State officials say quickly learning about terminated workers is a key component of the bill, SB 1111 (PDF), because it would greatly expand their ability to learn of problem caregivers. Such cases would still have to be investigated before any public action could be taken, said Brian Stiger, director of the state Department of Consumer Affairs, which oversees all 19 health licensing boards.
"All of our boards need to have a heads up about any licensee that may be harming consumers," Stiger said.
The unions and professional associations also object to a plan that could close state-run recovery programs for substance abusing health professionals. Currently, some addicted caregivers can avoid license sanctions by taking part in a confidential "diversion" program of drug testing, treatment and restrictions on their practice.
ProPublica and the Times detailed last summer how the program for addicted nurses was largely unsuccessful and had failed to quickly take action when nurses flunked out and were internally labeled "public safety threats."
The bill would set a sunset date by which the Legislature would have to renew the programs, or they would close.
"This change would treat providers with substance abuse problems in a manner that is so contrary to what we know, which is that rehabilitation is possible," wrote Michelle Rivas (PDF), a lobbyist for the California Dental Association.
Ann Boynton, president of the Board of Registered Nursing, said creating a deadline for improving – or closing – the diversion program makes sense. "If a determination is made with the administration and the Legislature that a program is no longer effective at protecting the public, then it needs to be eliminated."
The objections by the unions pose a quandary for lawmakers, particularly Democrats, who routinely receive contributions from organized labor. The California Nurses Association Political Action Committee, for example, doled out more than $300,000 in the first three months of this year, on top of $359,000 last year and $1.3 million in 2008, according to filings with the state.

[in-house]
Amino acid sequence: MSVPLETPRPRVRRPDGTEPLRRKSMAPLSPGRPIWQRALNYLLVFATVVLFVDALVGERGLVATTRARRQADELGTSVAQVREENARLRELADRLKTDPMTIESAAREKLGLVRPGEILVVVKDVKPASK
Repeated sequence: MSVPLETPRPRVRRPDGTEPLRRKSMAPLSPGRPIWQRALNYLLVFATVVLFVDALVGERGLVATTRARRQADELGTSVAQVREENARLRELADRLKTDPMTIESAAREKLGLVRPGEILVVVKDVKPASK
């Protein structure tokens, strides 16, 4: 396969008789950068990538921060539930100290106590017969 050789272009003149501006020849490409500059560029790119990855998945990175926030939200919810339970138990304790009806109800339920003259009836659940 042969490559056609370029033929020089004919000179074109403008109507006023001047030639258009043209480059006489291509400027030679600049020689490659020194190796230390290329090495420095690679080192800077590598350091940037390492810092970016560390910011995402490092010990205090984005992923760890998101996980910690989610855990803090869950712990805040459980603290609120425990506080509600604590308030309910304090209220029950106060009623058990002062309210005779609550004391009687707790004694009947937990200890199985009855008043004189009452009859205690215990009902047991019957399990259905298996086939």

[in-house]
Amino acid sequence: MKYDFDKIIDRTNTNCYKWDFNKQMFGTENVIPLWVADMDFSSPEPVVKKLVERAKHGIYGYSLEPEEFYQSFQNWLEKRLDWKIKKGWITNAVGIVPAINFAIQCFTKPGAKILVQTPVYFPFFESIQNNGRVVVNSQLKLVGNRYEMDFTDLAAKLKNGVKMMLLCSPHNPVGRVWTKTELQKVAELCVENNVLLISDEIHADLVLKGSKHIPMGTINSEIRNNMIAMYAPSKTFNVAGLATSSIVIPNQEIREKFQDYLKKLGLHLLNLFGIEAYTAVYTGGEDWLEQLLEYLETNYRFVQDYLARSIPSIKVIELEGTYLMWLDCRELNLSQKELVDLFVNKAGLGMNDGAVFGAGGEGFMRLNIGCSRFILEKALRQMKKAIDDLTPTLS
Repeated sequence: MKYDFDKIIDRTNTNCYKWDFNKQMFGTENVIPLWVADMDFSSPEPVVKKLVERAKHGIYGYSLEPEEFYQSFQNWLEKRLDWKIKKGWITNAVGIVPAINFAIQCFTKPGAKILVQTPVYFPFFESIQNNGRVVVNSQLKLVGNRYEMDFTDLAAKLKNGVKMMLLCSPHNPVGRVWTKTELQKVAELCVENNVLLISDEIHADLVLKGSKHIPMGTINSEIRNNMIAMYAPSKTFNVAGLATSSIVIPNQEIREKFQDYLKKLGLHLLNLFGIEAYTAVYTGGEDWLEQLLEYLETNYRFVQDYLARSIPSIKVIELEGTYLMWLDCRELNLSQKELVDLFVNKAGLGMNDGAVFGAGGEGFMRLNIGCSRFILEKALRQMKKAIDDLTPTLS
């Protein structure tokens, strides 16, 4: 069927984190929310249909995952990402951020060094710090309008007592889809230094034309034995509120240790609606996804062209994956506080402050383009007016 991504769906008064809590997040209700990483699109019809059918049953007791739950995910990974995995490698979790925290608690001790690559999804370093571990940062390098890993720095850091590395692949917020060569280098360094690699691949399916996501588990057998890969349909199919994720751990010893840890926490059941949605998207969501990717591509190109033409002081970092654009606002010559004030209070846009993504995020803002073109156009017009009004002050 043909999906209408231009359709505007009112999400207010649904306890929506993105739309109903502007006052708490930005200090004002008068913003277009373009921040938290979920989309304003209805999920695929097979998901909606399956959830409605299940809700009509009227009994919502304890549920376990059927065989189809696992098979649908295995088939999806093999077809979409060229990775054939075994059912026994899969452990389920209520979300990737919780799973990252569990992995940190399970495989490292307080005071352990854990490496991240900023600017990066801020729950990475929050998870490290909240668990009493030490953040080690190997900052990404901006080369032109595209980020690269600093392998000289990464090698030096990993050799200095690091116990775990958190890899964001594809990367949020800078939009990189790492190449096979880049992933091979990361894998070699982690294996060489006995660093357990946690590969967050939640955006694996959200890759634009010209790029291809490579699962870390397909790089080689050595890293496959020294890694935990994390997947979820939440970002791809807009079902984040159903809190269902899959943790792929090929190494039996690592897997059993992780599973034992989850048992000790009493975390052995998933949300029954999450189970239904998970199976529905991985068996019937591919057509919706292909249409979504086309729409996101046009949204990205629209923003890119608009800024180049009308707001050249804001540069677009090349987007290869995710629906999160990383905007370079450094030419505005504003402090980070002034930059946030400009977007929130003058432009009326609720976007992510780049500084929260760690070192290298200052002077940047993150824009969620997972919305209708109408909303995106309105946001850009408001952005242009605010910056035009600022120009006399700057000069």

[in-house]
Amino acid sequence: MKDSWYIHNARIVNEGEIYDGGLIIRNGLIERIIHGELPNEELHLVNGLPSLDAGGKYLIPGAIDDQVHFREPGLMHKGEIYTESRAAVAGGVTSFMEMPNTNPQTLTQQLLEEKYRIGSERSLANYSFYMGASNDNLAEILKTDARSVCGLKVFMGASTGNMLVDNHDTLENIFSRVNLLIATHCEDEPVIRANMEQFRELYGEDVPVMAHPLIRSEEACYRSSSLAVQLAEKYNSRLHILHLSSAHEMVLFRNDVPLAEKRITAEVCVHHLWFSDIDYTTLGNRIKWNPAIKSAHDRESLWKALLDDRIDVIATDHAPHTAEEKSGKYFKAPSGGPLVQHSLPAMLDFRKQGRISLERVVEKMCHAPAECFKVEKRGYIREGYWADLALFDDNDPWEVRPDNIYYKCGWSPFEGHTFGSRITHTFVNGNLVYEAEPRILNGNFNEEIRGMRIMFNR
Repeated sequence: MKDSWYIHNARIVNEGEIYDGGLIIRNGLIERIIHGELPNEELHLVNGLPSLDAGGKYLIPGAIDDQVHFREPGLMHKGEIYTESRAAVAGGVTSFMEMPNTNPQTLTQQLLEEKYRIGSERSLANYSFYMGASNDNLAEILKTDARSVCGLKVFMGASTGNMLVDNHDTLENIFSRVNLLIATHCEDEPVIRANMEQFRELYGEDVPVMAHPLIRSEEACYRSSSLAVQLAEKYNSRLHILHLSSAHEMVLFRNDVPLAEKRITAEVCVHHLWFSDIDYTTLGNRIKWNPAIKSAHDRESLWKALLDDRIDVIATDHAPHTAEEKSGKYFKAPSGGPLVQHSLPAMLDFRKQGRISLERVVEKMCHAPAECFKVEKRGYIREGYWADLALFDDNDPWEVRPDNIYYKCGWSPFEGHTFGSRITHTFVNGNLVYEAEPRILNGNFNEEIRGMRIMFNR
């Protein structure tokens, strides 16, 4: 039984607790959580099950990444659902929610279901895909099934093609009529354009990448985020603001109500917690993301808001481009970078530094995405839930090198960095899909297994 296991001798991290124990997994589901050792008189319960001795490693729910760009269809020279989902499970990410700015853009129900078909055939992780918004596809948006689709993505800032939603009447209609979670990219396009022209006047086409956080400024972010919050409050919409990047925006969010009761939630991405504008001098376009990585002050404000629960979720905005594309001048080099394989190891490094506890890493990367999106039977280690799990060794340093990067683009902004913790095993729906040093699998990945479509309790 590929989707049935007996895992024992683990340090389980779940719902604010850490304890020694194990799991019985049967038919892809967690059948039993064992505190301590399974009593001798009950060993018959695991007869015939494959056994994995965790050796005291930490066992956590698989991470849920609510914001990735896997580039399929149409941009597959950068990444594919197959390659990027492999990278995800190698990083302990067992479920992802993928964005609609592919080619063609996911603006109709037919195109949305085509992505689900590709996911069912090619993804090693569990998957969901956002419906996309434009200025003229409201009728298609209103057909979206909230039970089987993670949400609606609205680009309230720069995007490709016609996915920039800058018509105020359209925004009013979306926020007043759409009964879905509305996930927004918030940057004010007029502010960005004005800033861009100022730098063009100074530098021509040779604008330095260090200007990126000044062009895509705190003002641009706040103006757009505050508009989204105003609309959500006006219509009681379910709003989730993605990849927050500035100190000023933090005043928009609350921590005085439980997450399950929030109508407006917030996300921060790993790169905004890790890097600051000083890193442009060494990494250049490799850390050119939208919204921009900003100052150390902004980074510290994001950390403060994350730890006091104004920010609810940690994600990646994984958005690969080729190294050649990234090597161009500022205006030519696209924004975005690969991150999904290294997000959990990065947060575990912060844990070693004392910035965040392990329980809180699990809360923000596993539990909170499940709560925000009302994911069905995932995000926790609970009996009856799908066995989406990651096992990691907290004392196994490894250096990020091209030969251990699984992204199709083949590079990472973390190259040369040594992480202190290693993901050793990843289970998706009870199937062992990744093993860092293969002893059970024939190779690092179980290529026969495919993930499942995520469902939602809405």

Among their recipients so far this year are Negrete McLeod, the bill’s author, and at least three other committee members. Negrete McLeod said she gets money from many sources and it hasn’t affected her position on this issue.
Many of the provisions that unions object to would alter a system that state officials say has protected the interests of health workers more than the public. These changes include giving the director of the Consumer Affairs Department the power to temporarily suspend the licenses of professionals who pose a threat to the public. In Ohio, Louisiana, Virginia and Florida, for example, the heads of the nursing boards or other officials have such powers.
Currently in California, even if a caregiver is thought to be a serious risk to the public, state officials must go through a cumbersome legal process and get a judge’s permission to stop the person from practicing, even temporarily.
ProPublica and The Times reported last year that the Board of Registered Nursing had obtained emergency suspensions just 29 times from 2002 to 2007. By contrast, Florida's nursing regulators, who oversee 40 percent fewer nurses, take such action more than 70 times each year.
The California Nurses Association, the American Nurses Association California and several groups representing mental health professionals oppose giving more authority to the consumer affairs director, saying he is a political appointee and may not be qualified to make such determinations.
But Stiger said current practices leave gaps that have to be addressed. "We need to have the authority as the department to remove dangerous licensees from practice as quickly as we possibly can," he said.
The unions have feuded with Schwarzenegger’s administration for years. More recently they have criticized him for borrowing money from health licensing agencies and furloughing their staffs. The boards do not rely on the cash-strapped general fund but instead receive their money from licensing fees.
The nurses union’s Castillo said her organization is open to negotiation but would not back down if changes to the bill are not satisfactory. "This is a full court press for us because, obviously, our whole membership is affected by this," she said.
California has failed to protect patients from nurses who are incompetent and dangerous.
The Story So Far
In California, nurses accused of serious wrongdoing have often been left free to practice for years while their cases were being investigated—with patients unaware of the danger.
The board that oversees the state’s registered nurses has taken more than three years, on average, to discipline nurses with histories of drug abuse, negligence, incompetence and violence.